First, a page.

The top-right image could be taken from a Pac-Man conference, but we also see a phantom white triangle. The bottom-left image conjures up ghostly gray spots at the intersections. The bottom-right image appears to spin in different directions as you focus on the black dot in the center and move the page toward you. In some fairly unique games, the brain's ability to recognize patterns can be tuned into, to enhance the ability of the player.
An example of this is Tetris. Tetris can be played consciously, examining each block as it falls and actively deciding where to stack the block for best effect. However, the best players don't seem to play like this, especially at the later levels, where blocks fall too fast to be able to make any conscious decision where to put them. Instead, these players seem to tune into the game at an almost subconscious level and enter what we call the "Tetris trance," a Zen-like state in which the players seem to lose all track of time and don't concentrate on the specifics of the game board.
Instead the players defocus and appear to process the entire playing area as a whole, without considering the individual elements. In fact, if these players were in the Star Wars universe, the Force would be strong in them. In reality, however, it appears that these players are tapping into their brain's subconscious pattern-recognition ability to improve their game.
Tetris is not the only game in which this occurs. Pretty much any game that uses pattern-recognition challenges as the primary gameplay mechanism can be played in such a way, although we certainly believe that it helps if those games have a clear and simple presentation. Maybe that is because the area of the brain dealing with pattern recognition is quite primal and, to process information quickly at that level, needs the information to be presented clearly so that minimal preprocessing is required.
Of course, this is pure speculation on our part, but it is no coincidence that many of the older games that are now considered classics are those that can be played in this fashion. The one thing that all of these games have in common apart from their reliance on pattern-recognition challenges is their simple presentation.
Classic games such as Robotron, Defender, and Sinistar all exhibit this feature. So, if the brain's primary cognitive function is to recognize patterns, what does this mean in terms of gameplay? Pattern-recognition challenges can make or break a game, depending on how they are used.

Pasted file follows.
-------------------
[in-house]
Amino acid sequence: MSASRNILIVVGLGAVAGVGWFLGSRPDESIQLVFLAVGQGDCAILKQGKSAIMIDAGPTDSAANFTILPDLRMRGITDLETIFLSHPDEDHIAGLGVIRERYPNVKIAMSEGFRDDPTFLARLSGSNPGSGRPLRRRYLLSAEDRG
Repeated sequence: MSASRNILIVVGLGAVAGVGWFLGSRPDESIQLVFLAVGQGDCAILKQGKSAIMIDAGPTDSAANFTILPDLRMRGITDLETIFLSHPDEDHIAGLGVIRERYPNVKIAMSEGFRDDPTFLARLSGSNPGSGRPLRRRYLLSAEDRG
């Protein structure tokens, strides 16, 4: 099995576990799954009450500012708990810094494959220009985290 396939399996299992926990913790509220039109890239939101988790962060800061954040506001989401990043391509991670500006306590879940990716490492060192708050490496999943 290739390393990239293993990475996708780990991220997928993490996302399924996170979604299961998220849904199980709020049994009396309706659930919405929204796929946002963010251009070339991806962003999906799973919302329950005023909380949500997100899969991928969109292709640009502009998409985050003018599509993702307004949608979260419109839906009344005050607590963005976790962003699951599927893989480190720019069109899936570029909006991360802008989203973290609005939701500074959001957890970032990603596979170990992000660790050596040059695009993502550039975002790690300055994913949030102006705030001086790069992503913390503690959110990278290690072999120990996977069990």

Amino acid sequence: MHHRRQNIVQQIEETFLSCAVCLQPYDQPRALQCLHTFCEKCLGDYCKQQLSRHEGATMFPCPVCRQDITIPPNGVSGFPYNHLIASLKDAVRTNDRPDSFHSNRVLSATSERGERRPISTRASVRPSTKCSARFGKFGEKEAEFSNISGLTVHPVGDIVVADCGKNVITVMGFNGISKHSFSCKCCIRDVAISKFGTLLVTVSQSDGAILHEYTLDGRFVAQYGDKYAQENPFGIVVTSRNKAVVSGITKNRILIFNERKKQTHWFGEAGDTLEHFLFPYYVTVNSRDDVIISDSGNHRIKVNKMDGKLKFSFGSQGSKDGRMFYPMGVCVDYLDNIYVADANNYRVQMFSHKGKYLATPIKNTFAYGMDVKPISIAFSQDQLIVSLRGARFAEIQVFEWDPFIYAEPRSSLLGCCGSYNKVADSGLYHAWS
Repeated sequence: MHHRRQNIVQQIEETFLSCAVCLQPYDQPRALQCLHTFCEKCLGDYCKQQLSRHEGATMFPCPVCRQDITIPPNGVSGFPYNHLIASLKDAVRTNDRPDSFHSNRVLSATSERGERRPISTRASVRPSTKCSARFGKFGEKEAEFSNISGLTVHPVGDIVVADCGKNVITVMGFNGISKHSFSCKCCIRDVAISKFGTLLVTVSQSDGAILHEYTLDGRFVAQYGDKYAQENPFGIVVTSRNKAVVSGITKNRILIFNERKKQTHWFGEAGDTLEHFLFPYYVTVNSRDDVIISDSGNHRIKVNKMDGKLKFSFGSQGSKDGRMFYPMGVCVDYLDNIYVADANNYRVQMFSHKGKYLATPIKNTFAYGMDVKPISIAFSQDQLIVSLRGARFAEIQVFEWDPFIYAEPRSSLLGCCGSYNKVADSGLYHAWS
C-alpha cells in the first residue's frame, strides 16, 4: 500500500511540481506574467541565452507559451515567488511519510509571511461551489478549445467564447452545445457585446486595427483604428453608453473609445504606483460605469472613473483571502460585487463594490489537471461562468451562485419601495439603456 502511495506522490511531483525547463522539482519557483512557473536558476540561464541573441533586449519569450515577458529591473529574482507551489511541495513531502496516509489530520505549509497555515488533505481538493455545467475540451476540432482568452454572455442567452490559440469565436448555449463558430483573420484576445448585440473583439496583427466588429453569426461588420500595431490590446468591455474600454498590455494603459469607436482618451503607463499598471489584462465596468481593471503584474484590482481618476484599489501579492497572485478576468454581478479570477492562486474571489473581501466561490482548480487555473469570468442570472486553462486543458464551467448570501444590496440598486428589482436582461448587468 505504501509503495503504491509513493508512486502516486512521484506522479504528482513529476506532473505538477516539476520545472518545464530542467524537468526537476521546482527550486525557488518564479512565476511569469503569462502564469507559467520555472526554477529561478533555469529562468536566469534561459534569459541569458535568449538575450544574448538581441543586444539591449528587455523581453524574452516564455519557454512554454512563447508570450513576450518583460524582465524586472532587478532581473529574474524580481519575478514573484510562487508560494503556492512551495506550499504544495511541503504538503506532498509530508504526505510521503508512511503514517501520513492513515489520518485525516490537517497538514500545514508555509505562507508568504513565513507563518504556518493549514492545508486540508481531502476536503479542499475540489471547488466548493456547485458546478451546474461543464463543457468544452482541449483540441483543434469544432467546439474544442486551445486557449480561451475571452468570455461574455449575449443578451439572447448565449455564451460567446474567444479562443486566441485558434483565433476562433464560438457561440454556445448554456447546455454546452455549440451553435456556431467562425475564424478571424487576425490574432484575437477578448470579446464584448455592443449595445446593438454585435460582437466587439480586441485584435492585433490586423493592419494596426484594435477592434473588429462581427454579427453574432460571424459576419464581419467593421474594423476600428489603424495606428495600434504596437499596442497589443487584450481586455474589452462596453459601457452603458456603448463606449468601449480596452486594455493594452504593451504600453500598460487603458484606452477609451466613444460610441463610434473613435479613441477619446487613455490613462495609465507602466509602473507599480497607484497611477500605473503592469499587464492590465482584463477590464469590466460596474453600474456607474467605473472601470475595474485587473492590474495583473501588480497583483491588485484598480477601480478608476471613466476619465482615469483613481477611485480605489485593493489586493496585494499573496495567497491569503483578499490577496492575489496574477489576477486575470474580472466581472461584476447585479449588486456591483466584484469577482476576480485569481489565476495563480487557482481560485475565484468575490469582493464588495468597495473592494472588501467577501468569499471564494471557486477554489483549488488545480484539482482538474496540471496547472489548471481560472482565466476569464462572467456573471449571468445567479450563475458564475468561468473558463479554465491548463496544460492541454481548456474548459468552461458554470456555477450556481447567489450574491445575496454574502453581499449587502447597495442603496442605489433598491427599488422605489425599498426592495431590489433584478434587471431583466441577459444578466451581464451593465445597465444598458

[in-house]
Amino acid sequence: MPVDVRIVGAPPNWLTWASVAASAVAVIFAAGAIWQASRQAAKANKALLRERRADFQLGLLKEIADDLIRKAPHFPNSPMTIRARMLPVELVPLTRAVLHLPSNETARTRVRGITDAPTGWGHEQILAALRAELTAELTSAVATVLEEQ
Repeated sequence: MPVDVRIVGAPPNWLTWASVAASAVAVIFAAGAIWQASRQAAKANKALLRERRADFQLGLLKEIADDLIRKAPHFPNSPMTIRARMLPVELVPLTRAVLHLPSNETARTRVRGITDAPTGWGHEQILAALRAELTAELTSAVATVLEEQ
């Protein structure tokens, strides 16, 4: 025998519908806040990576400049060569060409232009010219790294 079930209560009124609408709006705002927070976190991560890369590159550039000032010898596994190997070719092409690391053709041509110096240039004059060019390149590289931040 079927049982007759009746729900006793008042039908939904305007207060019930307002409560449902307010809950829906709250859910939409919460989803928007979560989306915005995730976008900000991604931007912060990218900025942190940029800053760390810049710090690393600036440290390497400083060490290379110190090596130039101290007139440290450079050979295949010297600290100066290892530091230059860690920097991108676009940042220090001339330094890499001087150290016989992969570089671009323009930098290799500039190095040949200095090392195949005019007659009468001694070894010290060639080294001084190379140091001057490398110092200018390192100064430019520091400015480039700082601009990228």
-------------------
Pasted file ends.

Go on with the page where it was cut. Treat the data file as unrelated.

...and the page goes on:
Although they should be commended on their acumen, this does not make the game fun for the other players. This could rapidly degenerate to the situation in which it is almost as if the predicting player is a god of the game world and the other players are mere pawns, with no free will of their own.
NOTE Note that the opposing players can be either humans with limited play options or a computer opponent that has been programmed to respond in certain ways to specific inputs. We heard a story once about a game with an adaptive computer opponent; the opponent's skill level depended on the perceived level of skill of the player.
Soon players discovered that the easiest way to progress past difficult levels in the game was to deliberately do badly in the levels immediately preceding the difficult level, whereupon the computer immediately eased up on the player, making the difficult level slightly easier. Although this is an ingenious and valid approach, it is probably not what the designer intended, even from emergent behavior.
No battle in the field has ever been won by the enemy commander sympathizing with his opponents' lack of ability and "going easy on them.
Just don't make it so recognizable to the player that she can exploit it to progress in the game. This is one pattern that you do not want the player to recognize.
Plenty of basic pattern-recognition games exist. In this game, the players take turns laying a card from their hands face up on the discard pile, making sure that it is unseen by any player until the last possible moment. When the card is turned face up, the players check to see if it matches the card underneath and by match, we mean it is of the same face value.